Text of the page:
Tracy's Reviews > Atonement

Atonement by Ian McEwan
Rate this book
Clear rating

by
328052
's review
Jul 26, 2015

really liked it
bookshelves: fiction, modern-classics, girl-woman-feminine-tales, books-made-into-movies, boy-man-masculine-tales, love-tales, the-fam-connection, a-1001-bymrbyd, donated
Read from April 24 to July 24, 2015 , read count: 1

** spoiler alert ** I had planned to read this and then watch the movie, but I decided to watch the movie first. Unlike many book-to-movie adaptions, the movie stuck very closely to the plot, which was a nice change for adaptions. I think seeing the movie first was the push I needed to read the book, which has been sitting on my bookshelf untouched for years. This took a little while to get through, but I did enjoy it overall. The writing is beautiful, stunning, insightful, deep, descriptive. I didn't even mind the long paragraphs. I found the first part the most "trying" to get through, especially the very last two chapters that were entirely spent in Briony's head/her point of view. I did, however, like the first part, and the rest of the novel as well. I was surprised at how "easy" reading parts two and three were in comparison to the first part, which was the longest and set a tone of the oppressive summer heat, young love, childish games and ultimate betrayal all in the span of a single day, whereas parts two and three span weeks or months during WWII and its aftermath, each graphically and realistically described.

The only part from the movie that was pure movie invention was the "epilogue" part with seventy-seven year old Briony going on a TV show to talk about her newly published novel, "Atonement". In the book, there is no TV show but instead, Briony's birthday party where grandchildren and nieces and nephews surprise Briony with a rendition of her first play from that long ago summer in 1934 (which starts the story), "The Trials of Arabella". Briony tells the readers (from a first person POV, which is the only time in the whole book we don't see the third person POV) that she's been told she has dementia and, within a few years, she'll forget everything. She tells us she's written her last draft of "Atonement", which is the entirety of the novel we've just read, but it's largely a true story with all the names unchanged. She tells us her publisher won't allow her to publish it until both Marshalls are dead, and assumes that she will also be dead by that time too. And then she tells us that, though she embellished the details of Robbie and Cecelia's life after the war, she did it as a way to rewrite history, because over time she'd come to realize she made a huge mistake accusing Robbie of raping Lola (that was Paul Marshall, whom Lola later married) and thus tearing Robbie and Cecelia apart forever. She tried to atone for her sin by rejecting traditional college and instead becoming a nurse like Cecelia during the war (though Cecelia became a nurse to cut off ties with her family, since she was the only one who stood by Robbie and believed he was innocent), and then later wrote Cecelia that she meant to recant her accusations. But Robbie dies of an infection while in WWII service (after serving 4 years prison time) and Cecelia is killed when an underground train station is bombed. Briony never has the chance to recant, or even see Cecelia again, so she spends years perfecting her novel and deciding it's best to let her readers believe that Robbie and Cecelia survived and are together and still in love.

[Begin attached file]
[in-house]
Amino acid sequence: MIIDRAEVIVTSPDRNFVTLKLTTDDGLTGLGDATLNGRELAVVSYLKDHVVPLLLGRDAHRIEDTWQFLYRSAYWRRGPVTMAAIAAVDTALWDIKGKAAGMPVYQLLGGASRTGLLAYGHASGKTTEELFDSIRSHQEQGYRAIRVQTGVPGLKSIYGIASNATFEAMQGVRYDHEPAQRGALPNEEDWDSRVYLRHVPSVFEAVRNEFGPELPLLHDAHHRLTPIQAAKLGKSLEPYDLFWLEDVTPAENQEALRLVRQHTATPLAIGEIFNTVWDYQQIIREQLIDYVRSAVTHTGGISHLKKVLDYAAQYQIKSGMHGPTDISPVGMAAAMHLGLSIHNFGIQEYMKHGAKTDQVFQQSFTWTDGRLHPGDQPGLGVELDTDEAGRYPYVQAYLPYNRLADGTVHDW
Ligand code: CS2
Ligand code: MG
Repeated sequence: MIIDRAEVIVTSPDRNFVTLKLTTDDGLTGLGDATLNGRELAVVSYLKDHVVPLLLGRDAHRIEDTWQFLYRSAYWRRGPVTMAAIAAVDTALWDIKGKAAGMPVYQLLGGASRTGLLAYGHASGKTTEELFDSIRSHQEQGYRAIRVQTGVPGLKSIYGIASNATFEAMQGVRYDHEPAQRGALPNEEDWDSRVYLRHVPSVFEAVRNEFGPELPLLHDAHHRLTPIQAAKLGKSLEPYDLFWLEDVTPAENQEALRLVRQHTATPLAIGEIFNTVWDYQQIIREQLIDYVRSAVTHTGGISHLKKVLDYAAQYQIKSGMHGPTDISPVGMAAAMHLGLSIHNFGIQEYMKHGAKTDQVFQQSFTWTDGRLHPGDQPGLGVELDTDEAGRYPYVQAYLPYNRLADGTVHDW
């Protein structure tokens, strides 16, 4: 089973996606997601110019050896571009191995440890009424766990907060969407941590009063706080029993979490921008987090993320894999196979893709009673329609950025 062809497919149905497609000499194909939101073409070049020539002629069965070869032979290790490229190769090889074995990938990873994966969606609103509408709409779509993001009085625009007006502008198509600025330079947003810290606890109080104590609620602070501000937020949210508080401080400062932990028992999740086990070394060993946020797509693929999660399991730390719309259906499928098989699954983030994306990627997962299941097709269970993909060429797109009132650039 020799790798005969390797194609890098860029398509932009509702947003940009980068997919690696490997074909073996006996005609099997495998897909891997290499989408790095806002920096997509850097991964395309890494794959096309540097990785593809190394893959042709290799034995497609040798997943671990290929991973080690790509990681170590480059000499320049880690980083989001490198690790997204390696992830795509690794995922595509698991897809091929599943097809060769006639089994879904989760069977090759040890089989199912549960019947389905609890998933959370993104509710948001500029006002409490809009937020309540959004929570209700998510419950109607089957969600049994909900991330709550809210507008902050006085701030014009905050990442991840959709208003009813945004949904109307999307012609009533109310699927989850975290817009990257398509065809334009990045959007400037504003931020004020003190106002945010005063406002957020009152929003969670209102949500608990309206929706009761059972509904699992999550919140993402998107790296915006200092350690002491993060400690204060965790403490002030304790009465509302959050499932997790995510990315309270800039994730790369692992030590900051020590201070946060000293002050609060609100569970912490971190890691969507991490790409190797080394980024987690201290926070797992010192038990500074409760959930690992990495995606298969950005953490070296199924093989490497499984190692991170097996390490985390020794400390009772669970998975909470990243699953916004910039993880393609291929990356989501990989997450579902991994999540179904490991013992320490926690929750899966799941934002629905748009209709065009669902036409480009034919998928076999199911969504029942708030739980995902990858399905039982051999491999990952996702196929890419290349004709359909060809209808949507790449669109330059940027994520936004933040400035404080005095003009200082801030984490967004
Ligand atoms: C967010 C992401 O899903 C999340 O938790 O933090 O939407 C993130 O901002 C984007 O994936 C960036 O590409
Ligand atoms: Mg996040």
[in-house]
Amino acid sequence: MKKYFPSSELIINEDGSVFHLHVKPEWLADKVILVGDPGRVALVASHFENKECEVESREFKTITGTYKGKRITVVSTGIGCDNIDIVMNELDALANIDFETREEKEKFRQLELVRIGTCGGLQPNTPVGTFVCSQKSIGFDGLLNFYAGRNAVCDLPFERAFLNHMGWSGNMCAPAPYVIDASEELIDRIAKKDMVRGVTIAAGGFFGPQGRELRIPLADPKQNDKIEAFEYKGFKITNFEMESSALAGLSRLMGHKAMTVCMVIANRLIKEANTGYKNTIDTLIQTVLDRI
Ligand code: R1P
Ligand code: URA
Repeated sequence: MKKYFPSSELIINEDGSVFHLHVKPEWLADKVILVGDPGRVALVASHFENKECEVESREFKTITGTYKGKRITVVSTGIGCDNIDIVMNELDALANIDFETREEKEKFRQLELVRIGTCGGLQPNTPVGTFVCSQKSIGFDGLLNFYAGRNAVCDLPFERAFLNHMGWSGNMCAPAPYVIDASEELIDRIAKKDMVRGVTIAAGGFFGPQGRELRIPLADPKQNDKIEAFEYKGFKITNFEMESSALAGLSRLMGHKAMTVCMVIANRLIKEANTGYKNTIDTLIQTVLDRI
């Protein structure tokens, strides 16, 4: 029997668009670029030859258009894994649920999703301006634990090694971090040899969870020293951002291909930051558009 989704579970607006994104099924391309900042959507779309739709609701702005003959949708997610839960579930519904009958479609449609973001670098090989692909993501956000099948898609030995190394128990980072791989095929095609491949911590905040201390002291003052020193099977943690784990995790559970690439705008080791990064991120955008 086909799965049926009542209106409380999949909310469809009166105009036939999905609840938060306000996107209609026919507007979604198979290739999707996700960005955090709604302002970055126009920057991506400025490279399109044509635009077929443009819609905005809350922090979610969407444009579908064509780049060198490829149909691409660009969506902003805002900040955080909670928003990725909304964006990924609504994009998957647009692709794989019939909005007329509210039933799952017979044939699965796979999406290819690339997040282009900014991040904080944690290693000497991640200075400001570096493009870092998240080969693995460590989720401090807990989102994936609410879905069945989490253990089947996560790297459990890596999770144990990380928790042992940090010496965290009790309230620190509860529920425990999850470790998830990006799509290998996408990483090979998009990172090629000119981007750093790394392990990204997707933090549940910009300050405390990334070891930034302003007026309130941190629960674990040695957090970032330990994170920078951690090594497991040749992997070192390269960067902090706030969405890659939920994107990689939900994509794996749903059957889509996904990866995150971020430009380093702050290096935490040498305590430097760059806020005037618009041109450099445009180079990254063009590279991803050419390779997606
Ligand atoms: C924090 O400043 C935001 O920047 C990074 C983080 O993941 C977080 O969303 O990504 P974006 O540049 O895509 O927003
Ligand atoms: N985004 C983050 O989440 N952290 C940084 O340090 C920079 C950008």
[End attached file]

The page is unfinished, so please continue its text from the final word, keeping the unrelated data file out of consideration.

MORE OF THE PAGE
I liked the "epilogue" because it seemed like Briony was finally getting some "peace", or even some roundabout justice for being such an obnoxious little girl. But all she wanted after her horrible mistake was to make amends, and as she's surrounded by her remaining family members, her brother Leon, one of the twins—Pierrot—and all of their children and grandchildren, in their old family house that's now a hotel, and that long lost play is being put on in her honor, it feels like love, that she's adored the way she wanted to be as a child, but now has an adult's perspective. It feels like she has made her amends.

Definitely a "1000 Books You Must Read Before You Die" choice pick. Worthy.
flag

Sign into Goodreads to see if any of your friends have read Atonement.
Sign In »

Reading Progress

04/24/2015 marked as: currently-reading
04/24/2015 page 8
2.0% "Finally saw the movie and now for the book."
06/14/2015 page 221
62.0% "Onto part 2 and finally out of Briony's head. So far am enjoying the war retreat (though I know some parts later may be harder to read)."
06/22/2015 page 273
77.0% "Liking this but also looking forward to finishing it."
07/20/2015 page 329
93.0% "Getting closer to the end!"
07/26/2015 marked as: read
show 34 hidden updates…

No comments have been added yet.